“Aberdeen and Aberdeen City Council faces major challenges in the years ahead. The Liberal Democrats are committed to working in this Partnership to deliver for Aberdeen’s citizens. We will work to provide the best possible education in modern buildings, to help citizens through the cost of living crisis, improve transport and roads, and work to meet global environmental challenges.”

Cllr Alex Nicoll said:
“People in Aberdeen have voted for leadership that will work for them. Our Partnership will aim to tackle the issues that are important to Aberdonians. We will deliver the services that people deserve from their Council, help give children the best start in life and work to combat poverty. We will also play our part in delivering a socially and economically just transition away from oil and gas, striving to make our city the Net Zero capital of Europe.”

EU Settlement Scheme Support In Aberdeen

Photo by Lāsma Artmane on Unsplash

Citizens’ Rights Project provides information, advice and support for EU citizens in Scotland by connecting groups and organisations working within European communities. They are a group of third sector workers, researchers, legal experts and volunteers. You can find more about their core team here

Citizens Rights Project not only establishes a forum for European communities to voice their concerns, but also provides a platform for collective action to drive positive social change. 

Their aim is to assist EU nationals in accessing information and advice on citizens’ rights, and to encourage and facilitate their contacts with public sector and government organisations. They want to inform EU nationals about opportunities available to them in Scotland, but also to promote awareness of their concerns and needs, especially those raised by Brexit.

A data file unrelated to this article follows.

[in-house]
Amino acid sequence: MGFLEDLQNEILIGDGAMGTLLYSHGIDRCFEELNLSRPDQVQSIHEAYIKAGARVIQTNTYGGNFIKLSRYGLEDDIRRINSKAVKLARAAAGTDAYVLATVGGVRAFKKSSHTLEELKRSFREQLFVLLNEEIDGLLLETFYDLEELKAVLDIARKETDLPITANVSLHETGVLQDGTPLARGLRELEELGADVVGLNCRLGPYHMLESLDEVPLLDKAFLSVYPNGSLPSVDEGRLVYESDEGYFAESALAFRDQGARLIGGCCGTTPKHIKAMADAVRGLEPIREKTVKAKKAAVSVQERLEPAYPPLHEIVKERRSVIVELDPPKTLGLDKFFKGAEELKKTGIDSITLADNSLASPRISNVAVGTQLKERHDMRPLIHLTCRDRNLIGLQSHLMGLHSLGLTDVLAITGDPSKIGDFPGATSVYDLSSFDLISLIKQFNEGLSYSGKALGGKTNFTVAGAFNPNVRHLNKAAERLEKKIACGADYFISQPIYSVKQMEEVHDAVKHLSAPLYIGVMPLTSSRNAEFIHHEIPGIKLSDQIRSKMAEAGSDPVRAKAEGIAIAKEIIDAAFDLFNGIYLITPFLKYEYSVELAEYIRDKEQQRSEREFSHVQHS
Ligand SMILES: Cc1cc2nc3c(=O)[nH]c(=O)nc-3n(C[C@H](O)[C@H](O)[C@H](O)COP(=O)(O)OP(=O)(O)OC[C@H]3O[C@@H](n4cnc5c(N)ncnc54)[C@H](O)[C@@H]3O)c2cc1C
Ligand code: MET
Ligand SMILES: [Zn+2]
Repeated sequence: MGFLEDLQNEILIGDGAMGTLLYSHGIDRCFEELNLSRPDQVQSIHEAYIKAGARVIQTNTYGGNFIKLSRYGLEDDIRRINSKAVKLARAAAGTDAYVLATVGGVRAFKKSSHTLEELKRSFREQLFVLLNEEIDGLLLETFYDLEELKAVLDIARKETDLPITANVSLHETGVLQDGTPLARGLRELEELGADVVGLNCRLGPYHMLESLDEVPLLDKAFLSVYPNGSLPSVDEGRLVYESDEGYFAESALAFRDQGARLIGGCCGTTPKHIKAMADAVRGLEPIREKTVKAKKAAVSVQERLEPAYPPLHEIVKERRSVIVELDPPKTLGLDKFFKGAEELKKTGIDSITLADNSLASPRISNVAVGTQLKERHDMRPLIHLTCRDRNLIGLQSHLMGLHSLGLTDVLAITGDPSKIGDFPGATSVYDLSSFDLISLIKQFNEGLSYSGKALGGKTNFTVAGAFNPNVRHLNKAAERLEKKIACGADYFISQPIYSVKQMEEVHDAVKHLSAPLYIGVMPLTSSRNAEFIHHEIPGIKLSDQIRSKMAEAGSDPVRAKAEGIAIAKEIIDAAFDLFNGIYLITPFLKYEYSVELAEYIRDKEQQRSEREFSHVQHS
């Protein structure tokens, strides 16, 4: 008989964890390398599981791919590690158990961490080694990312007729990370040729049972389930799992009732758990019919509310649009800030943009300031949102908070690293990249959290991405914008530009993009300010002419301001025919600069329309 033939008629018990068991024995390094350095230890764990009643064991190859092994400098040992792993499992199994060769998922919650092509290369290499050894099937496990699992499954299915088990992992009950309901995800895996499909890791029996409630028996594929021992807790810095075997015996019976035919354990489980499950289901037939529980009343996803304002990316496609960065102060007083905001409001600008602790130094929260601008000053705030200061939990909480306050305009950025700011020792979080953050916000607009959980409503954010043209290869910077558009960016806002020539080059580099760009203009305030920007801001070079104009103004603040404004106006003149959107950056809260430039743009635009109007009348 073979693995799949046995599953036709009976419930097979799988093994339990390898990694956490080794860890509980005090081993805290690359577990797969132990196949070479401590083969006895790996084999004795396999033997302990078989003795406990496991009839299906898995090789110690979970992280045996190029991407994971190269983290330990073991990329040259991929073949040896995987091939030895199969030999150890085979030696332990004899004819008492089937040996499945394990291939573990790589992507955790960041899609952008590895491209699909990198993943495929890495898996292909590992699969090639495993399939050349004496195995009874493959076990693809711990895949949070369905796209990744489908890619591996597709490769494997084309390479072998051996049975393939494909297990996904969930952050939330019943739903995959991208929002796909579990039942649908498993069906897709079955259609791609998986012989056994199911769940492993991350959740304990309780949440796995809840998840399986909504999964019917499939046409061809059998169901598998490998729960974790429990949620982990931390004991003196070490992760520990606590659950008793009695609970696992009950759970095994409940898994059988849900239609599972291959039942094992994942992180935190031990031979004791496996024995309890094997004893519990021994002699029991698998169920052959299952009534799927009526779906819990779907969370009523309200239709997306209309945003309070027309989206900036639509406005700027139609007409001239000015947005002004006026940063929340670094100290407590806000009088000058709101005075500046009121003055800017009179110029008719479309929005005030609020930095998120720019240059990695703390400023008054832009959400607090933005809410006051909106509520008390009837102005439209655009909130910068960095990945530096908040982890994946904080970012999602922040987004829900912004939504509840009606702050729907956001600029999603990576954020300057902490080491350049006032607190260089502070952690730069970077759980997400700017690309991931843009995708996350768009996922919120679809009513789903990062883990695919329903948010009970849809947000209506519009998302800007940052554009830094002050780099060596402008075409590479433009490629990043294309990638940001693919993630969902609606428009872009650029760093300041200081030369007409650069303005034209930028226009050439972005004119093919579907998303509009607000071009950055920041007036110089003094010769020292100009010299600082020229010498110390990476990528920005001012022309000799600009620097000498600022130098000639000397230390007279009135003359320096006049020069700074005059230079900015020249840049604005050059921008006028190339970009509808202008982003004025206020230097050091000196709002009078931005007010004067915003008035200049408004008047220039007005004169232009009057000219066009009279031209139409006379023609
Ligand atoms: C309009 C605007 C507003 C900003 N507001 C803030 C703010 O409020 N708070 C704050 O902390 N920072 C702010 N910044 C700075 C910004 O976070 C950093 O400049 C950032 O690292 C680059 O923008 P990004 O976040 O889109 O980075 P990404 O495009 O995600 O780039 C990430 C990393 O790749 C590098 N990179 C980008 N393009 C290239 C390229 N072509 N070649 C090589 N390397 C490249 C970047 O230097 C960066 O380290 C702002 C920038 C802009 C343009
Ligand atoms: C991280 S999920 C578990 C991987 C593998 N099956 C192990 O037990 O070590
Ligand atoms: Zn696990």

Although the deadline to apply to the EU Settlement Scheme has passed, they are still supporting many EU citizens with matters related to the scheme. Some approach the project because they don’t understand how their new migration status work, others because they are facing issues when proving, updating or accessing their status.

Many others get in touch because they are still waiting for the outcome of their applications. They also have clients who should have applied but haven’t done yet, and need to submit a late application.

Citizen Rights Project have organised  a FREE multilingual support clinics in Aberdeen to provide advice, information and help to EU citizens and their family members with their EU Settlement Scheme applications.

The clinics will take place on Turning Point Scotland, 27 Holburn Street, Aberdeen, Ab10 6BS, on the following dates

  • Saturday, 14th of May | 10.00 am to 15.00 pm
  • Saturday, 18th of June | 10.00 am to 15.00 pm